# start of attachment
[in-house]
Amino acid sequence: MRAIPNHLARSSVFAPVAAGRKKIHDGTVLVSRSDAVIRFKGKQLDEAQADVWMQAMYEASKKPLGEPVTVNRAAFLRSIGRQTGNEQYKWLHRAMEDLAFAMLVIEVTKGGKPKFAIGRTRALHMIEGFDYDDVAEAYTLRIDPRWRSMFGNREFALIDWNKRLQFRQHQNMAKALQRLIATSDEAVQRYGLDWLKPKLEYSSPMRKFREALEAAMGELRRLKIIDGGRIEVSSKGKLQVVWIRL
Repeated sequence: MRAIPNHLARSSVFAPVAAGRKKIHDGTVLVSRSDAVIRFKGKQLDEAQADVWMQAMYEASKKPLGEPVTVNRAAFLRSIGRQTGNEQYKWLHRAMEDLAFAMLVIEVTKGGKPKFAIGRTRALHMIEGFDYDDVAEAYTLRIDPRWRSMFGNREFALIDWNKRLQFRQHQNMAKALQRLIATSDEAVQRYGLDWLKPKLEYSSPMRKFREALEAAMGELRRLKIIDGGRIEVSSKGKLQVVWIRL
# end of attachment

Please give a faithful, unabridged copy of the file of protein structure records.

[in-house]
Amino acid sequence: MRAIPNHLARSSVFAPVAAGRKKIHDGTVLVSRSDAVIRFKGKQLDEAQADVWMQAMYEASKKPLGEPVTVNRAAFLRSIGRQTGNEQYKWLHRAMEDLAFAMLVIEVTKGGKPKFAIGRTRALHMIEGFDYDDVAEAYTLRIDPRWRSMFGNREFALIDWNKRLQFRQHQNMAKALQRLIATSDEAVQRYGLDWLKPKLEYSSPMRKFREALEAAMGELRRLKIIDGGRIEVSSKGKLQVVWIRL
Repeated sequence: MRAIPNHLARSSVFAPVAAGRKKIHDGTVLVSRSDAVIRFKGKQLDEAQADVWMQAMYEASKKPLGEPVTVNRAAFLRSIGRQTGNEQYKWLHRAMEDLAFAMLVIEVTKGGKPKFAIGRTRALHMIEGFDYDDVAEAYTLRIDPRWRSMFGNREFALIDWNKRLQFRQHQNMAKALQRLIATSDEAVQRYGLDWLKPKLEYSSPMRKFREALEAAMGELRRLKIIDGGRIEVSSKGKLQVVWIRL